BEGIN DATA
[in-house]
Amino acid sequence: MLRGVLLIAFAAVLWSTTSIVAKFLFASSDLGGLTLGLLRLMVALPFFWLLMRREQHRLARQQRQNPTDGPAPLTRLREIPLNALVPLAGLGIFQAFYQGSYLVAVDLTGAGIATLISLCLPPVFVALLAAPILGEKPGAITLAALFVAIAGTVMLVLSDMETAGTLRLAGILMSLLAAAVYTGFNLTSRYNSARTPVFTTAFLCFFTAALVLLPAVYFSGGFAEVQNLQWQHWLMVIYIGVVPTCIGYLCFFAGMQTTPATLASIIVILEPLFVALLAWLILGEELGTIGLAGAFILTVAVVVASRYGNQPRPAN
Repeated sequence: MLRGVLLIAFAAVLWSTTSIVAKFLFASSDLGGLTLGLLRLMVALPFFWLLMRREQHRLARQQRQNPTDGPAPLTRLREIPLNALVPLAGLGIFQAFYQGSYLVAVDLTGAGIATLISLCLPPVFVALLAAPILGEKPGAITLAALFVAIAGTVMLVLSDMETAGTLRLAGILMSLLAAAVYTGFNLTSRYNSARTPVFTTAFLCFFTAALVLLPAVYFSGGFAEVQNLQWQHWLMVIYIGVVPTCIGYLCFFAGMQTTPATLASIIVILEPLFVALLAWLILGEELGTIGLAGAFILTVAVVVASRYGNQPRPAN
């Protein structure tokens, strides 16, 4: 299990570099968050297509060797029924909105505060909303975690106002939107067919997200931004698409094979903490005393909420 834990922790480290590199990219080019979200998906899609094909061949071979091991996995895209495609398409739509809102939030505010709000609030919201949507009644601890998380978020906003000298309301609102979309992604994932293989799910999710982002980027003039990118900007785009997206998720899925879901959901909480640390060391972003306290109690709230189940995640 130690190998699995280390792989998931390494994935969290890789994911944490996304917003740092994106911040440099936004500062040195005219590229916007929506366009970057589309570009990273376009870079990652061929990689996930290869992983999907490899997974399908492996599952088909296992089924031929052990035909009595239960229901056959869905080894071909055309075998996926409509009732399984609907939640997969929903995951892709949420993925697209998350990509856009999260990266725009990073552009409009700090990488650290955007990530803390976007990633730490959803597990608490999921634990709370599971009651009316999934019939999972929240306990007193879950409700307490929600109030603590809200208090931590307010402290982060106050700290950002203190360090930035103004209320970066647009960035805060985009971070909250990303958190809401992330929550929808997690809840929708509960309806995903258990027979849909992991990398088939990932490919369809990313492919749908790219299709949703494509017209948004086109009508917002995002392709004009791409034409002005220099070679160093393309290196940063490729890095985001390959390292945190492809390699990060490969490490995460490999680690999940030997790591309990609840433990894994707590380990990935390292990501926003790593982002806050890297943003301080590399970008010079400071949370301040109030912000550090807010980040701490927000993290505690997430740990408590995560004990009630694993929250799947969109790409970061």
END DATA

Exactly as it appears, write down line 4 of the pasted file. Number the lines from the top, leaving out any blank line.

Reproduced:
């Protein structure tokens, strides 16, 4: 299990570099968050297509060797029924909105505060909303975690106002939107067919997200931004698409094979903490005393909420 834990922790480290590199990219080019979200998906899609094909061949071979091991996995895209495609398409739509809102939030505010709000609030919201949507009644601890998380978020906003000298309301609102979309992604994932293989799910999710982002980027003039990118900007785009997206998720899925879901959901909480640390060391972003306290109690709230189940995640 130690190998699995280390792989998931390494994935969290890789994911944490996304917003740092994106911040440099936004500062040195005219590229916007929506366009970057589309570009990273376009870079990652061929990689996930290869992983999907490899997974399908492996599952088909296992089924031929052990035909009595239960229901056959869905080894071909055309075998996926409509009732399984609907939640997969929903995951892709949420993925697209998350990509856009999260990266725009990073552009409009700090990488650290955007990530803390976007990633730490959803597990608490999921634990709370599971009651009316999934019939999972929240306990007193879950409700307490929600109030603590809200208090931590307010402290982060106050700290950002203190360090930035103004209320970066647009960035805060985009971070909250990303958190809401992330929550929808997690809840929708509960309806995903258990027979849909992991990398088939990932490919369809990313492919749908790219299709949703494509017209948004086109009508917002995002392709004009791409034409002005220099070679160093393309290196940063490729890095985001390959390292945190492809390699990060490969490490995460490999680690999940030997790591309990609840433990894994707590380990990935390292990501926003790593982002806050890297943003301080590399970008010079400071949370301040109030912000550090807010980040701490927000993290505690997430740990408590995560004990009630694993929250799947969109790409970061």